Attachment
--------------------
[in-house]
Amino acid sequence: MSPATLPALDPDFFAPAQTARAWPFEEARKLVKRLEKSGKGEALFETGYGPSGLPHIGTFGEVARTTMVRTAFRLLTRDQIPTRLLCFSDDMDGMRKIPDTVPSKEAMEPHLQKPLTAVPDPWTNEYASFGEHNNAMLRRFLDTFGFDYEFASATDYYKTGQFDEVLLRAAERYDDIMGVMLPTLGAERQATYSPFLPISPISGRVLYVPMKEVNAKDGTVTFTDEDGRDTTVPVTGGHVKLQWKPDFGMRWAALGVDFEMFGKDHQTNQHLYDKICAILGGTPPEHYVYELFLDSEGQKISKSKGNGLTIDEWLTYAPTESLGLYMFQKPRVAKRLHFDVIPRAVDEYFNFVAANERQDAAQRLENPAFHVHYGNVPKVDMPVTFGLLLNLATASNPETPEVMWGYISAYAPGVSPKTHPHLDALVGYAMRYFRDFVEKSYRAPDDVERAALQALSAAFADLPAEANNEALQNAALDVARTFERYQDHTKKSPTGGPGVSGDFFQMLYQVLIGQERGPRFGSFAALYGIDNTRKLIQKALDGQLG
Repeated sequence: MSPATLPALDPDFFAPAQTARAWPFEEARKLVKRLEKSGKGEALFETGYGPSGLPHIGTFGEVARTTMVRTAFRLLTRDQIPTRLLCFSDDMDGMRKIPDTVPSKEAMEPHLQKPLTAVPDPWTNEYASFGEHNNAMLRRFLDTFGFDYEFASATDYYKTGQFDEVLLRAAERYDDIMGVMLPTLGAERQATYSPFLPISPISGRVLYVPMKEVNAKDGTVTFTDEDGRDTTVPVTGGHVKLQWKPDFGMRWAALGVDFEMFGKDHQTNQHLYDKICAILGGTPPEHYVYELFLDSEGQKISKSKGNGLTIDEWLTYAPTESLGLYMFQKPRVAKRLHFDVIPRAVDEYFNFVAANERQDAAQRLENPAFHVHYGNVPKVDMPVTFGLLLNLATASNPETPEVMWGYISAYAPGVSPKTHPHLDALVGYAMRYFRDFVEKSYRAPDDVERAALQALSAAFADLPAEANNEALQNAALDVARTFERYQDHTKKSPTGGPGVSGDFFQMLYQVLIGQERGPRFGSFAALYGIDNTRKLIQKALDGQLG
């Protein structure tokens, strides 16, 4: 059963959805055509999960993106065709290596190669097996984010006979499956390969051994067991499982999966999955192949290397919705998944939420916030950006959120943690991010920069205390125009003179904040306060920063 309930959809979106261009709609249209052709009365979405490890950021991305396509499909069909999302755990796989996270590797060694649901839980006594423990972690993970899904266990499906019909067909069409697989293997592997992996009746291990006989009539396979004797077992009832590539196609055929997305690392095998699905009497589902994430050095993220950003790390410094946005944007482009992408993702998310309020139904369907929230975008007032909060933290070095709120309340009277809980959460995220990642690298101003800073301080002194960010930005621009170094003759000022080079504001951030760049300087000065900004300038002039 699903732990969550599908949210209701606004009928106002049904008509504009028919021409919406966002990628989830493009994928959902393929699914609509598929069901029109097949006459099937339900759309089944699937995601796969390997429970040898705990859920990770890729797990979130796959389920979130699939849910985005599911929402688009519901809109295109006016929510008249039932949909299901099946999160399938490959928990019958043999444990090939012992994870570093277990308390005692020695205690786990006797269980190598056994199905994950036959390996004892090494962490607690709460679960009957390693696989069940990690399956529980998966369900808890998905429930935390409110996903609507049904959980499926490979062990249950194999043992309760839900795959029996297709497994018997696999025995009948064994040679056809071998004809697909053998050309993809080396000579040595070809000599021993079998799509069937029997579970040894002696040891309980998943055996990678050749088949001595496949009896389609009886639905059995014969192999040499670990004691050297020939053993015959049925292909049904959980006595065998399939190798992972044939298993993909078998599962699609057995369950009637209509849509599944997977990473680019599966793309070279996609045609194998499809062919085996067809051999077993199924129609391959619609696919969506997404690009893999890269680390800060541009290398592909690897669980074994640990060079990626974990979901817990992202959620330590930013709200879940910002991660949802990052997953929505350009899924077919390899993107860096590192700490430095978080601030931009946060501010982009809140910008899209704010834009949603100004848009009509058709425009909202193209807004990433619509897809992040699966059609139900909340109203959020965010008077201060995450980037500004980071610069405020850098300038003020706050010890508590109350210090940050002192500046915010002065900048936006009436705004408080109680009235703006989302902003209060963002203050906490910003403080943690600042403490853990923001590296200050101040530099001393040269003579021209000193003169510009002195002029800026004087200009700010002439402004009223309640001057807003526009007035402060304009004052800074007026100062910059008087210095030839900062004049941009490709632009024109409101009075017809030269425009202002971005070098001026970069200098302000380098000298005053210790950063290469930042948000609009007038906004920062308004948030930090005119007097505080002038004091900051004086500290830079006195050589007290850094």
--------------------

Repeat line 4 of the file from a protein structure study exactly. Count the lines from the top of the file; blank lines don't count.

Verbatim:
């Protein structure tokens, strides 16, 4: 059963959805055509999960993106065709290596190669097996984010006979499956390969051994067991499982999966999955192949290397919705998944939420916030950006959120943690991010920069205390125009003179904040306060920063 309930959809979106261009709609249209052709009365979405490890950021991305396509499909069909999302755990796989996270590797060694649901839980006594423990972690993970899904266990499906019909067909069409697989293997592997992996009746291990006989009539396979004797077992009832590539196609055929997305690392095998699905009497589902994430050095993220950003790390410094946005944007482009992408993702998310309020139904369907929230975008007032909060933290070095709120309340009277809980959460995220990642690298101003800073301080002194960010930005621009170094003759000022080079504001951030760049300087000065900004300038002039 699903732990969550599908949210209701606004009928106002049904008509504009028919021409919406966002990628989830493009994928959902393929699914609509598929069901029109097949006459099937339900759309089944699937995601796969390997429970040898705990859920990770890729797990979130796959389920979130699939849910985005599911929402688009519901809109295109006016929510008249039932949909299901099946999160399938490959928990019958043999444990090939012992994870570093277990308390005692020695205690786990006797269980190598056994199905994950036959390996004892090494962490607690709460679960009957390693696989069940990690399956529980998966369900808890998905429930935390409110996903609507049904959980499926490979062990249950194999043992309760839900795959029996297709497994018997696999025995009948064994040679056809071998004809697909053998050309993809080396000579040595070809000599021993079998799509069937029997579970040894002696040891309980998943055996990678050749088949001595496949009896389609009886639905059995014969192999040499670990004691050297020939053993015959049925292909049904959980006595065998399939190798992972044939298993993909078998599962699609057995369950009637209509849509599944997977990473680019599966793309070279996609045609194998499809062919085996067809051999077993199924129609391959619609696919969506997404690009893999890269680390800060541009290398592909690897669980074994640990060079990626974990979901817990992202959620330590930013709200879940910002991660949802990052997953929505350009899924077919390899993107860096590192700490430095978080601030931009946060501010982009809140910008899209704010834009949603100004848009009509058709425009909202193209807004990433619509897809992040699966059609139900909340109203959020965010008077201060995450980037500004980071610069405020850098300038003020706050010890508590109350210090940050002192500046915010002065900048936006009436705004408080109680009235703006989302902003209060963002203050906490910003403080943690600042403490853990923001590296200050101040530099001393040269003579021209000193003169510009002195002029800026004087200009700010002439402004009223309640001057807003526009007035402060304009004052800074007026100062910059008087210095030839900062004049941009490709632009024109409101009075017809030269425009202002971005070098001026970069200098302000380098000298005053210790950063290469930042948000609009007038906004920062308004948030930090005119007097505080002038004091900051004086500290830079006195050589007290850094």